Combat usage

The standard organization of the T-28 tanks in 1939 was 136 T-28s and 47 BT-7 in one heavy armored brigade. The T-28s were first deployed on the eastern borders during the border clashes with Japan in 1939. The first large scale action was in September 1939 when the Soviet Union invades Poland with its front line fleet of T-28s. Though the Polish tanks and anti-tank guns were able to take out a few T-28s, it is not known how many were lost. The next conflict the T-28 served in was the Winter War against Finland. These tanks were used against Finnish fortifications, but the conflict also showed the inadequate armor on the T-28, where Finnish anti-tank guns were able to reliably penetrate the tanks. Though over 200 T-28s were knocked out in the conflict, only 20 were totally lost due to system of armor recovery and repairs the Soviet had and the conflict's close proximity to the Kirov Factory, some tanks were repaired more than five times and sent back to the front. The Finnish were able to capture seven of these (2 in Winter War, 5 in Continuation War)and used them against their users. The Finnish came about to nicknaming them Postivaunu ("mail coach") after an incident where a T-28 commander was captured carrying the salary and mail for the 91st Tank Battalion, and Kivitalo ("stone building") for its large size. The heavy weight of the tank caused the Finnish to be unable to tow some of the knocked out T-28s for capture, so those unable to be recovered were stripped of their equipments.

After Finland, the T-28's inadequate armor was showcased to the Soviets and an attempt at uparmoring the design was made in 1940 with the welding of additional armor plating to increase the 30 mm armor to 80 mm of armor in thickness. This increase in armor made the tank now weigh 32 tons. This up armoring of the tank was designated the T-28E.

During the German invasion in Operation Barbarossa in mid-1941, the Soviets had about 411 T-28s in their inventory. Many were lost not due to battle, but actually from mechanical breakdowns due to lack of spare parts and low maintenance, causing them to be abandoned by the crew. The Germans were able to capture at least two of these tanks and may have used these against the Soviets as the T-28 746(r). The T-28s that were not lost during the first few months of Operation Barbarossa took part in winter defense of Leningrad and Moscow. Though still in inventory, by 1942 they were rare in Soviet service and declared obsolete as better tanks like the T-34 was taking over its role and is more heavily gunned, more armored, and faster. The tanks still in one piece were dismantled for spare parts or sent to training facilities.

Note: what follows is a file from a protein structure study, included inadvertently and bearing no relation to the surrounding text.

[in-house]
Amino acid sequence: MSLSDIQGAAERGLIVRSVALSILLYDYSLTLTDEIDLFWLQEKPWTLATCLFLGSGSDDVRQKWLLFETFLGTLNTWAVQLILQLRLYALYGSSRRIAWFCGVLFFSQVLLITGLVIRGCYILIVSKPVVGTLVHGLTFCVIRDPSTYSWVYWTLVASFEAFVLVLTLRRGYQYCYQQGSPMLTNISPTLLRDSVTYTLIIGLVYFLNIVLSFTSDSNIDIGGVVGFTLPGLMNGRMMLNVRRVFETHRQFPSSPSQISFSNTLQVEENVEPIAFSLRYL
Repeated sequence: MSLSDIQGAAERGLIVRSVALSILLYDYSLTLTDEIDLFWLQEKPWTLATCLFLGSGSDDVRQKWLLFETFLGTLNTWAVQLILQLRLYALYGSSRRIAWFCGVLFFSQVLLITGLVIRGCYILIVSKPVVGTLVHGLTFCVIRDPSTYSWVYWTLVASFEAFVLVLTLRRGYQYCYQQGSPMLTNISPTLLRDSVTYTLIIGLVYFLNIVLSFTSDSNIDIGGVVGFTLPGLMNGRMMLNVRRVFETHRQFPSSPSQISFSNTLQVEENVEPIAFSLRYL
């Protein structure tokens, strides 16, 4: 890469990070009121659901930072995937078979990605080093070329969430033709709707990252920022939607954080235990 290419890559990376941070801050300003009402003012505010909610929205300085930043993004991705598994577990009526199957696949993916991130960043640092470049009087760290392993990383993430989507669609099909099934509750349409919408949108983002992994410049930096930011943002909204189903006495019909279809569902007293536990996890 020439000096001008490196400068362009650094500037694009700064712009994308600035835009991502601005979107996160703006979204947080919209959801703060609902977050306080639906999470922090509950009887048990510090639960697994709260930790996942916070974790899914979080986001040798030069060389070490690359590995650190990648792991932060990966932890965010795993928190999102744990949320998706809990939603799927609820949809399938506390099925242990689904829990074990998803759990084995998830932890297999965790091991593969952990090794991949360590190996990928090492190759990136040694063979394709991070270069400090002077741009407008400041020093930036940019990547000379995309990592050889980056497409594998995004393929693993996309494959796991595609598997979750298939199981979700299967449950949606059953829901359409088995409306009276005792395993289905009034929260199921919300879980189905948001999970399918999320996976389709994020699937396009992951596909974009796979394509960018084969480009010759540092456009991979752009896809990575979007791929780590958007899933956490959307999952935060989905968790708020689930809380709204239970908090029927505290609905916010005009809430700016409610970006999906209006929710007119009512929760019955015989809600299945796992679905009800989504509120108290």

An excellent addition to the article will be video guides, as well as screenshots from the game and photos.

Read also

Links to the articles on the War Thunder Wiki that you think will be useful for the reader, for example,

  • reference to the series of the vehicles;
  • links to approximate analogues of other nations and research trees.



Paste links to sources and external resources, such as:

  • topic on the official game forum;
  • other literature.

USSR medium tanks
T-28  T-28 · T-28E · T-28 (1938)
T-34-76  T-34 (Prototype) · T-34 (1940) · T-34 (1941) · T-34 (1st Gv.T.Br.) · T-34 (1942) · T-34E STZ · T-34E
T-34-57  T-34-57 · T-34-57 (1943)
T-34-85  T-34-85 (D-5T) · T-34-85 · T-34-85E
T-34-100  T-34-100
T-44  T-44 · T-44-100 · T-44-122
T-54  T-54 (1947) · T-54 (1949) · T-54 (1951)
T-55  T-55A · T-55AM-1
T-62  T-62 · T-62M-1
T-64  T-64A (1971) · T-64B
T-72  T-72A · T-72AV (TURMS-T) · T-72B · T-72B (1989) · T-72B3
T-80  T-80B · T-80U
T-90  Т-90А
Trophies/Lend-Lease  ▂T-III · ▂T-V · ▂M3 Medium · ▂M4A2 · ▂МК-IX "Valentine"